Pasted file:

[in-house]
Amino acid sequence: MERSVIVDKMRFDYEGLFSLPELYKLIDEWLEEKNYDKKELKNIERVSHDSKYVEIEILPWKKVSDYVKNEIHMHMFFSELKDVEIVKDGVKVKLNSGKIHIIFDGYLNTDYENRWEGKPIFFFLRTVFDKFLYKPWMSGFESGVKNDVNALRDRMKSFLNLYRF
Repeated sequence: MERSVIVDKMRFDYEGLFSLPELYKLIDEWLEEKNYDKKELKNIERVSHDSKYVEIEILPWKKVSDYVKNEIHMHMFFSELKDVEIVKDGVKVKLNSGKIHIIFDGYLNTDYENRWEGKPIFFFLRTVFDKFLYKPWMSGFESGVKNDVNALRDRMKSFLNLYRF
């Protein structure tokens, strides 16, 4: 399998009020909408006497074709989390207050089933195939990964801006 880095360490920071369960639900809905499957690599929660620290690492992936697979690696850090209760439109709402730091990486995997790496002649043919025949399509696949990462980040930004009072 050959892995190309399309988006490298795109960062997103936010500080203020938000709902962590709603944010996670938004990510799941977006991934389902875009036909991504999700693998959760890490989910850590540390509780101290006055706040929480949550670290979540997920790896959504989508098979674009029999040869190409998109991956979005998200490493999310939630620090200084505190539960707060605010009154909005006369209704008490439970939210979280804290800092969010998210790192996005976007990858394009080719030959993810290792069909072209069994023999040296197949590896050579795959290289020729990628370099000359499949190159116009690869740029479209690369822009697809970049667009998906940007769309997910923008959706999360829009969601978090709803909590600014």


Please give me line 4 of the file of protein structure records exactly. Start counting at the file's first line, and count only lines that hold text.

């Protein structure tokens, strides 16, 4: 399998009020909408006497074709989390207050089933195939990964801006 880095360490920071369960639900809905499957690599929660620290690492992936697979690696850090209760439109709402730091990486995997790496002649043919025949399509696949990462980040930004009072 050959892995190309399309988006490298795109960062997103936010500080203020938000709902962590709603944010996670938004990510799941977006991934389902875009036909991504999700693998959760890490989910850590540390509780101290006055706040929480949550670290979540997920790896959504989508098979674009029999040869190409998109991956979005998200490493999310939630620090200084505190539960707060605010009154909005006369209704008490439970939210979280804290800092969010998210790192996005976007990858394009080719030959993810290792069909072209069994023999040296197949590896050579795959290289020729990628370099000359499949190159116009690869740029479209690369822009697809970049667009998906940007769309997910923008959706999360829009969601978090709803909590600014």